Baseball’s Death Is Just a Superficial Myth

By | November 12, 2013

Baseball has earned a huge mark when it comes to counting down some of America’s most favorite pastimes. Whereas there are other sports that could be in contention alongside the sport, baseball is actually a major item on many American TV and live game attendance statistics. There has been a misguided notion doing rounds that after all, baseball is slowly fluttering on its death bead. However, a closer look on the ground brings in a totally different picture. Despite some studies showing that the total number of audiences following the World Series could be waning, the MLB is still major competition against the NBA, NFL, and NHL.

The secret that defines the misguided notion is probably hidden in numbers that keenly follow the game live from the local levels. TV ratings could get it wrong and give the local growth rate a second opinion, when it comes to translating popularity relying on numbers from a national level game viewership. What latest findings show is a decline in the numbers idolizing the World Series. Notably, it is estimated that the 2012 version of the World Series garnered 12.7 million in audience numbers for the top flight game pitting Giants’ against Tigers. At the same time, the NBA finals propelled by Lebron James fanaticism garnered over 17.5 million every game.
The 2013 World Series has some good news to this effect with the two games in the season clocking over 13.9 million viewers. The NBA viewership in a tentative playoff was at 14.4 million. While it seem like the NBA could have beaten baseball in big game contexts, it may be toppled by the MLB which is also in contention with the NFL. At the same time, it is good to note that the World Series rating mechanism could be doing the game a big disservice when measuring up the MLB reputation.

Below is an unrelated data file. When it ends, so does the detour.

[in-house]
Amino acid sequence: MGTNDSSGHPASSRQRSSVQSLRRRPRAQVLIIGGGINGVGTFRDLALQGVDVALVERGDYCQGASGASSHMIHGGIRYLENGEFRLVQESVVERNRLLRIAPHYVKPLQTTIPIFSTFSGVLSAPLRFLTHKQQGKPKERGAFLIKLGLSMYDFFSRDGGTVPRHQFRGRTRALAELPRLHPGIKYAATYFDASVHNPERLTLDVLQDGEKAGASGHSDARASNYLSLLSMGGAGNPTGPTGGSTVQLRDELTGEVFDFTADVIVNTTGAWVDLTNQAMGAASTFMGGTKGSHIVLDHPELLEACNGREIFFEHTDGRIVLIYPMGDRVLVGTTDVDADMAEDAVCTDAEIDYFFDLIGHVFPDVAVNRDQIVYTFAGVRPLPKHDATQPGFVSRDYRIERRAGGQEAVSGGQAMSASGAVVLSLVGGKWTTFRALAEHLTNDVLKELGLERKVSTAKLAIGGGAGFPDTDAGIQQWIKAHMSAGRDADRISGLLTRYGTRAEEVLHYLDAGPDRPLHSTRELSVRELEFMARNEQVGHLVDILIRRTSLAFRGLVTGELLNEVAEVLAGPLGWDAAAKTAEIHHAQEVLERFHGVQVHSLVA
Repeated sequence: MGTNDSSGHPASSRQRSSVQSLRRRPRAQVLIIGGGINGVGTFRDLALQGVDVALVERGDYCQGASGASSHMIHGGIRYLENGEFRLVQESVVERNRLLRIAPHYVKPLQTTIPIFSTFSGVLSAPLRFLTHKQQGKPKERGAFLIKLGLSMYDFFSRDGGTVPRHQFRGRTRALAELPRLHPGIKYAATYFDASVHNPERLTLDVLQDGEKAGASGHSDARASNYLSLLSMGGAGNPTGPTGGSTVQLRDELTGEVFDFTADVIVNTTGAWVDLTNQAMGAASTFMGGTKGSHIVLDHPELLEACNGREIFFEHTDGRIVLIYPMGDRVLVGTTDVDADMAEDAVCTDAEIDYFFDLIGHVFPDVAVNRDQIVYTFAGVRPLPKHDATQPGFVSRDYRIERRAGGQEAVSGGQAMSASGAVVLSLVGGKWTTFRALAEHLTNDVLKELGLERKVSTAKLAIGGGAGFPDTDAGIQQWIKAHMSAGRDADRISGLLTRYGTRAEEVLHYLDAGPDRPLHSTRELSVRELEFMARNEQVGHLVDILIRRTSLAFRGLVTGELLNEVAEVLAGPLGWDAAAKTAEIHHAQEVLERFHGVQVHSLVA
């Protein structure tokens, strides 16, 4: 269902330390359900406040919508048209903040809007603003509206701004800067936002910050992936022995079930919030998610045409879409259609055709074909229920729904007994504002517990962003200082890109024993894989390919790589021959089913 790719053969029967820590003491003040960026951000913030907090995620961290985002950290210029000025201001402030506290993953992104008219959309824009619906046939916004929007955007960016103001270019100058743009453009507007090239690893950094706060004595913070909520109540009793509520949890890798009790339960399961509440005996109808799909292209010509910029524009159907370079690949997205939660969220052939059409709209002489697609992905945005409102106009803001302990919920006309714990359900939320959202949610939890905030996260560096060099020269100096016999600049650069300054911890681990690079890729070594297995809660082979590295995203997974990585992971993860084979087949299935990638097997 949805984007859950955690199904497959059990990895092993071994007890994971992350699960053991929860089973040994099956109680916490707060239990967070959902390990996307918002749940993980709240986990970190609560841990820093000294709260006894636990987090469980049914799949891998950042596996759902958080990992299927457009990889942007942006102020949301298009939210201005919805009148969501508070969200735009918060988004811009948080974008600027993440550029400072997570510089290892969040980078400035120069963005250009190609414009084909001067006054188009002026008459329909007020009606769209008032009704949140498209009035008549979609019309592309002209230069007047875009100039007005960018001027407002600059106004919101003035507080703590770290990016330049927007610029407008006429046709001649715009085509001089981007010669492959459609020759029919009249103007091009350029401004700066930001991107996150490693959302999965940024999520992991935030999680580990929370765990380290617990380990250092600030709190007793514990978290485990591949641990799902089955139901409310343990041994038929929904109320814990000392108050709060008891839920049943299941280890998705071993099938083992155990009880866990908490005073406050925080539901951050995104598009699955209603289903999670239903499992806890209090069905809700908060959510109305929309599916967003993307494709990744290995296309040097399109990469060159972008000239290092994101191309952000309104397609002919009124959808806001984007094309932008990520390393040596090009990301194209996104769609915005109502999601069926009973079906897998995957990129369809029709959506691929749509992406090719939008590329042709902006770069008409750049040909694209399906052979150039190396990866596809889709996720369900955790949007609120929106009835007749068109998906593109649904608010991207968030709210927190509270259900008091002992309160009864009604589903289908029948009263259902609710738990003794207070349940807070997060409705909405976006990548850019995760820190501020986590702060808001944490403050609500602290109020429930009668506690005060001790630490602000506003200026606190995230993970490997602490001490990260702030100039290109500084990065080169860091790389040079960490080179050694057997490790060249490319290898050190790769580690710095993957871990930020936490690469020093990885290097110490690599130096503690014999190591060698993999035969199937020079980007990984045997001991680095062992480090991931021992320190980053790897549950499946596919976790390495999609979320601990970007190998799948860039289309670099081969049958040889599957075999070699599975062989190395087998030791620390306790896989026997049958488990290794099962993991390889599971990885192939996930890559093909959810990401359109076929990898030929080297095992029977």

The previously latent baseball fraternity is slowly indicating a gradual rise, compared to some years ago. Baseball fame is showing a wider growth rate away from the local markets. Four decades ago, the Yankees and the Reds had the potential of bringing 30,000 fans to their games combined. Today, the two teams have the capacity to bring on board over 75,000 fans to their games. This alone stands for over 150 %. The advertising contract going with baseball games also tell a positive story. Even though there are tangible drops in audience numbers in recent years.
The increasing choices of other TV option have contributed to the decline of about 71 percent in baseball audiences in the last three decades. Baseball fans still have the benefit of doubt while following other teams out there. The daily access to a baseball game on the local scene means most people are safely on the inside, when it comes to deducing the current affairs in MLB circles. What most rating bodies need to agree on is that baseball is not losing fans. The only prerequisite needed here is for baseball to have fans that have meaning for their teams, and for the game too.